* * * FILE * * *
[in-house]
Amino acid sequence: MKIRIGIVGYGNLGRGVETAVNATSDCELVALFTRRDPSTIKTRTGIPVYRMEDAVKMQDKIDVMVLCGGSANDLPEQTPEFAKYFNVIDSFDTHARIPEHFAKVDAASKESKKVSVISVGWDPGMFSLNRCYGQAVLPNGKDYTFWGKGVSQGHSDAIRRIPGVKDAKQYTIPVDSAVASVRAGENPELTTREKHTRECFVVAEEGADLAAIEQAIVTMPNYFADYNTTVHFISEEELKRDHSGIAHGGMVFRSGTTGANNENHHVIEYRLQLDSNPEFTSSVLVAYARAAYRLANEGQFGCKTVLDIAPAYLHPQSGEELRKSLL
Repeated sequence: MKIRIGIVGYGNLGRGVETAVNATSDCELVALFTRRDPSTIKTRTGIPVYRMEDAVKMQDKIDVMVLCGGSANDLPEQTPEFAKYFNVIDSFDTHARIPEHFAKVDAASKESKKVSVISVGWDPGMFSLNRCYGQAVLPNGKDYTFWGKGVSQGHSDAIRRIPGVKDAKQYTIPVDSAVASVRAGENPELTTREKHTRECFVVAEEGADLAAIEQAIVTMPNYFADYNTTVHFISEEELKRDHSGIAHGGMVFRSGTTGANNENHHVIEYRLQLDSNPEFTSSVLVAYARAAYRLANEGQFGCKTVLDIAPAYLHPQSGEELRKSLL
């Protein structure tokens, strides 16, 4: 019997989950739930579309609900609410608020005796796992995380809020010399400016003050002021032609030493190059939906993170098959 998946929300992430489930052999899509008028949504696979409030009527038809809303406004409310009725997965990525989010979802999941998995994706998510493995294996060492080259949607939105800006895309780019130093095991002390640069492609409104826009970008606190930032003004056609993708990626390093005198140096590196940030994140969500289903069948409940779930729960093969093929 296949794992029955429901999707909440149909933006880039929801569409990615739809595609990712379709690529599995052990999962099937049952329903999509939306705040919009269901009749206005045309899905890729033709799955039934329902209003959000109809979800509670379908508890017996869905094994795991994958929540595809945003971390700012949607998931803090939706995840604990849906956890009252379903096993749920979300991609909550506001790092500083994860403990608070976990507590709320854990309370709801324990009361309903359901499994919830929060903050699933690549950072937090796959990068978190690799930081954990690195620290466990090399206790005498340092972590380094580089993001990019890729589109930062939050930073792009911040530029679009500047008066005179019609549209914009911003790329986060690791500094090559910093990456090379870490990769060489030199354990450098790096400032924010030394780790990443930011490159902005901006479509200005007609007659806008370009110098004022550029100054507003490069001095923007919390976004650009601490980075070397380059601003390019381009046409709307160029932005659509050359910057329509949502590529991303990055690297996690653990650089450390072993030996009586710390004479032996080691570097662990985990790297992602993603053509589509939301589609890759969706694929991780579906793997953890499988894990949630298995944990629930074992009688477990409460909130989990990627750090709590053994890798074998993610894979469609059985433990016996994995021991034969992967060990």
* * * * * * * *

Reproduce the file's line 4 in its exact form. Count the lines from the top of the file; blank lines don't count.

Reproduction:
């Protein structure tokens, strides 16, 4: 019997989950739930579309609900609410608020005796796992995380809020010399400016003050002021032609030493190059939906993170098959 998946929300992430489930052999899509008028949504696979409030009527038809809303406004409310009725997965990525989010979802999941998995994706998510493995294996060492080259949607939105800006895309780019130093095991002390640069492609409104826009970008606190930032003004056609993708990626390093005198140096590196940030994140969500289903069948409940779930729960093969093929 296949794992029955429901999707909440149909933006880039929801569409990615739809595609990712379709690529599995052990999962099937049952329903999509939306705040919009269901009749206005045309899905890729033709799955039934329902209003959000109809979800509670379908508890017996869905094994795991994958929540595809945003971390700012949607998931803090939706995840604990849906956890009252379903096993749920979300991609909550506001790092500083994860403990608070976990507590709320854990309370709801324990009361309903359901499994919830929060903050699933690549950072937090796959990068978190690799930081954990690195620290466990090399206790005498340092972590380094580089993001990019890729589109930062939050930073792009911040530029679009500047008066005179019609549209914009911003790329986060690791500094090559910093990456090379870490990769060489030199354990450098790096400032924010030394780790990443930011490159902005901006479509200005007609007659806008370009110098004022550029100054507003490069001095923007919390976004650009601490980075070397380059601003390019381009046409709307160029932005659509050359910057329509949502590529991303990055690297996690653990650089450390072993030996009586710390004479032996080691570097662990985990790297992602993603053509589509939301589609890759969706694929991780579906793997953890499988894990949630298995944990629930074992009688477990409460909130989990990627750090709590053994890798074998993610894979469609059985433990016996994995021991034969992967060990």